Otterhound

History

The Otterhound is an old breed that was first thought to have originated in England. Believed to be a be a cross of Bloodhounds, Griffons, Rough haired Terriers and possibly the Harrier, they were used extensively to hunt otters. With it's excellent nose, it could track a trail that was 12 hours old, across land and water. Terriers would flush the otter from it's den, leaving the Otterhound to track and catch it. When hunting became illegal, the popularity of the Otterhound soon declined. Today it is classed as rare, but not endangered.

Behaviour

The Otterhound is friendly, cheerful and loyal to those around it. It gets along well with children, strangers and other dogs, but can sometimes chase cats, if not taught from a young age. Being around it's family is important and they are loving to everyone around them. They have an independent mind, will welcome you home, but not follow you around the house, always under your feet. They have a loud bark and can also bay, they have a very melodic singing voice!

Their independence can make training challenging. Whilst not stupid, they can take an age to learn and patience is needed. Positive reinforcement and food reward works well, but don't expect the Otterhound to pick things up quickly. Firm, consistent training should be used, but with a loving touch to get the best out of them. Trying to convince them to do what you want takes time, but once trained they make a wonderful addition to any home.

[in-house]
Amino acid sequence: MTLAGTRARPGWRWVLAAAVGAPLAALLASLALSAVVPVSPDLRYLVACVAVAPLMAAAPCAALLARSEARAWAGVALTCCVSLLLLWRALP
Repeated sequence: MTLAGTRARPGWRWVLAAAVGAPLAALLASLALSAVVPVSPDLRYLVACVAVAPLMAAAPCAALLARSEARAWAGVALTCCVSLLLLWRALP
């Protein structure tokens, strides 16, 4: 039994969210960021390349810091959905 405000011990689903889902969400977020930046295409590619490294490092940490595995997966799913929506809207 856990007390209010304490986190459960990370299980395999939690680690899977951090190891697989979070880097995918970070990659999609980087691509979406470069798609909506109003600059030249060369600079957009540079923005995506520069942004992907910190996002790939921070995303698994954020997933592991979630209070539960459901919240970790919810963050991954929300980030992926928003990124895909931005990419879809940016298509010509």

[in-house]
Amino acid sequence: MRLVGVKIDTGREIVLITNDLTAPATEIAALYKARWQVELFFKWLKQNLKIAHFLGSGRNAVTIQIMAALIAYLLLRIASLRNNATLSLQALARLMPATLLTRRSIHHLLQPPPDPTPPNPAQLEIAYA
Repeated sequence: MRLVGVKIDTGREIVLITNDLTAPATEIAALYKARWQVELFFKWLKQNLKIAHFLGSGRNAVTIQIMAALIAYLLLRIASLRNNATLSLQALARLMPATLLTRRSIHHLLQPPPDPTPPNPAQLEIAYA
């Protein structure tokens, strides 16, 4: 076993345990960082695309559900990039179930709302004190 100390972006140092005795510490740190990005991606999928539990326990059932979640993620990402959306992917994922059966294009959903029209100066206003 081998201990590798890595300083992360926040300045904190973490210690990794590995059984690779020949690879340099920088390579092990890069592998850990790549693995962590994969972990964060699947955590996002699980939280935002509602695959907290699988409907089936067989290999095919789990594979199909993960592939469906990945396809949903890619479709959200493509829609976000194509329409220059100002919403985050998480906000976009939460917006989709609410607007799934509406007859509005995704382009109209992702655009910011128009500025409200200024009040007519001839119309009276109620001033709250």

Otterhounds love water and can swim for hours. They like to dive into the water and will happily play at jumping in and out. They have quite high exercise needs, but are usually content with a long daily walk and play session. Getting along with other dogs; they will love a good play session with any dog they meet. Great for long hikes across the countryside, you will struggle to wear an Otterhound out. They are scent hounds and will latch onto a smell and chase after it. Best walked in a secure area or on a long lead, to prevent them going missing. Food works well in getting them back as they can be greedy dogs. Once walked they will happily sleep for hours and do tend to snore.

The dense wiry coat will need a decent brush once a week, but the shaggy beard will require more attention as they tend to get food stuck in it. The coat does not require clipping and can take a long time to regrow if they are clipped. The undercoat is water resistant and they dry quite quickly.

Otterhounds are a relatively healthy breed, but can be prone to Gastric Torsion (Bloat) and Hip Dysplasia. Exercise should be restricted when they are young to prevent leg/joint problems later in life. They are greedy and can become obese if food intake isn't watched.

Temperament

Otterhounds have an amiable and rugged temperament. They are affectionate with their owners and happy enough with strangers (both canine and human). What they really love is swimming and you should provide them with plenty of opportunities to excercise this desire.

Health Problems

Health problems that may affect Otterhounds include canine hip dysplasia (CHD), elbow dysplasia, bloat, benign growths, allergies, hypothyroidism, epilepsy and blood clotting diseases.

Breed Details

  • Status: Common
  • Life Expectancy: 9 - 12 years
  • Weight: 41 - 50 kg
  • Height: 24 - 26"
  • Rare: No
  • Coat: Medium - Double
  • Grooming Requirements: More than once per week
  • Town or Country: Country
  • Minimum Home Size: Large House
  • Minimum Garden Size: Large Garden
  • Breed Type: Hound
  • Size: Large
  • Energy Level: High
  • Exercise Required: Over 2 hours

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